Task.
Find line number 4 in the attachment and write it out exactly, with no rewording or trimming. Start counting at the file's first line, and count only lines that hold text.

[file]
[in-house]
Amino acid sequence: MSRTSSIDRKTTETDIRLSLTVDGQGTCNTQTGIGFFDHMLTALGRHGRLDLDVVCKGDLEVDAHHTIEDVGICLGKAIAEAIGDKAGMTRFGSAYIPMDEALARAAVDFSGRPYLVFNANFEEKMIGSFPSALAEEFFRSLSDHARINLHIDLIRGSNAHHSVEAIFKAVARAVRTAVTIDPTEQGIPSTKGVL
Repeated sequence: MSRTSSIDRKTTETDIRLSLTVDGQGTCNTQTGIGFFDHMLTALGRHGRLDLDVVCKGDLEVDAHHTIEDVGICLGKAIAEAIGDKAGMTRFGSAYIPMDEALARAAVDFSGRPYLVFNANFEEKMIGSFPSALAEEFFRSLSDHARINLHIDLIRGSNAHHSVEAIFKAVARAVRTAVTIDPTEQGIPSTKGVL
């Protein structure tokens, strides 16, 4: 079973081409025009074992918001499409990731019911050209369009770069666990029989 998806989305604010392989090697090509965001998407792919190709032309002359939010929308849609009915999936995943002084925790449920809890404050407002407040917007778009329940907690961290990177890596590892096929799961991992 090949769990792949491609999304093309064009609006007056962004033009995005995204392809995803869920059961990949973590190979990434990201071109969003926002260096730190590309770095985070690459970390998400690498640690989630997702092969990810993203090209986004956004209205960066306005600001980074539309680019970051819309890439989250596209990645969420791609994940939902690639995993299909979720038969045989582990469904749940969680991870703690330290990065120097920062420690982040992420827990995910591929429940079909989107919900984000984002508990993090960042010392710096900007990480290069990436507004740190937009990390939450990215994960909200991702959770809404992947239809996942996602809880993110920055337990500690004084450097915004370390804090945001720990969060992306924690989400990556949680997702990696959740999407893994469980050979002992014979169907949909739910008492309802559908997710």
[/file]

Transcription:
């Protein structure tokens, strides 16, 4: 079973081409025009074992918001499409990731019911050209369009770069666990029989 998806989305604010392989090697090509965001998407792919190709032309002359939010929308849609009915999936995943002084925790449920809890404050407002407040917007778009329940907690961290990177890596590892096929799961991992 090949769990792949491609999304093309064009609006007056962004033009995005995204392809995803869920059961990949973590190979990434990201071109969003926002260096730190590309770095985070690459970390998400690498640690989630997702092969990810993203090209986004956004209205960066306005600001980074539309680019970051819309890439989250596209990645969420791609994940939902690639995993299909979720038969045989582990469904749940969680991870703690330290990065120097920062420690982040992420827990995910591929429940079909989107919900984000984002508990993090960042010392710096900007990480290069990436507004740190937009990390939450990215994960909200991702959770809404992947239809996942996602809880993110920055337990500690004084450097915004370390804090945001720990969060992306924690989400990556949680997702990696959740999407893994469980050979002992014979169907949909739910008492309802559908997710």